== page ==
UNC study finds cancer gene family member functions key to cell adhesion and migration
While cancer researchers are learning more of WTX and how its loss contributes to cancer formation, virtually nothing is known of FAM123C or FAM123A, the latter of which is a highly abundant protein within neurons, cells that receive and send messages from the body to the brain and back to the body. A UNC-led team of scientists used sophisticated technologies to identify and describe the protein interactions that distinguish each member of the WTX family. They found that unlike WTX and FAM123C, FAM123A interacts with a specific set of proteins that regulates cell adhesion and migration, processes essential to normal cell functioning and which, when mutated, contribute to human diseases such as cancer or Alzheimer’s.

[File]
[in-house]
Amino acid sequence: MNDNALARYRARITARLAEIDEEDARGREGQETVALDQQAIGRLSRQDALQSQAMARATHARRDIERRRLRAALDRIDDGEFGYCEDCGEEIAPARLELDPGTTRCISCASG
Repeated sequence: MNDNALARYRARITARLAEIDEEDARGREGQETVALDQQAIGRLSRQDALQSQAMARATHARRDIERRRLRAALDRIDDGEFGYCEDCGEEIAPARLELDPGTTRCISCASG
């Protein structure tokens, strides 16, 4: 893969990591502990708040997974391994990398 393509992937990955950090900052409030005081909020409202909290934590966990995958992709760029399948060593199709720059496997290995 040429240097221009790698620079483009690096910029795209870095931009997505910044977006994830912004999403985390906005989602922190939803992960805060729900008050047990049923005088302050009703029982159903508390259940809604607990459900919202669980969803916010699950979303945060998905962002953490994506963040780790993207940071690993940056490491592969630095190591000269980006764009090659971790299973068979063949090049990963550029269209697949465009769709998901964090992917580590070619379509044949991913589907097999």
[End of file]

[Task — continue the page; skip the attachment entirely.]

Among the research institutions NCI funds across the United States, it currently designates 67 as Cancer Centers. Largely based in research universities, these facilities are home to many of the NCI-supported scientists who conduct a wide range of intense, laboratory research into cancer’s origins and development. The Cancer Centers Program also focuses on trans-disciplinary research, including population science and clinical research. The centers’ research results are often at the forefront of studies in the cancer field.
This text may be reproduced or reused freely. Please credit the National Cancer Institute as the source. Any graphics may be owned by the artist or publisher who created them, and permission may be needed for their reuse.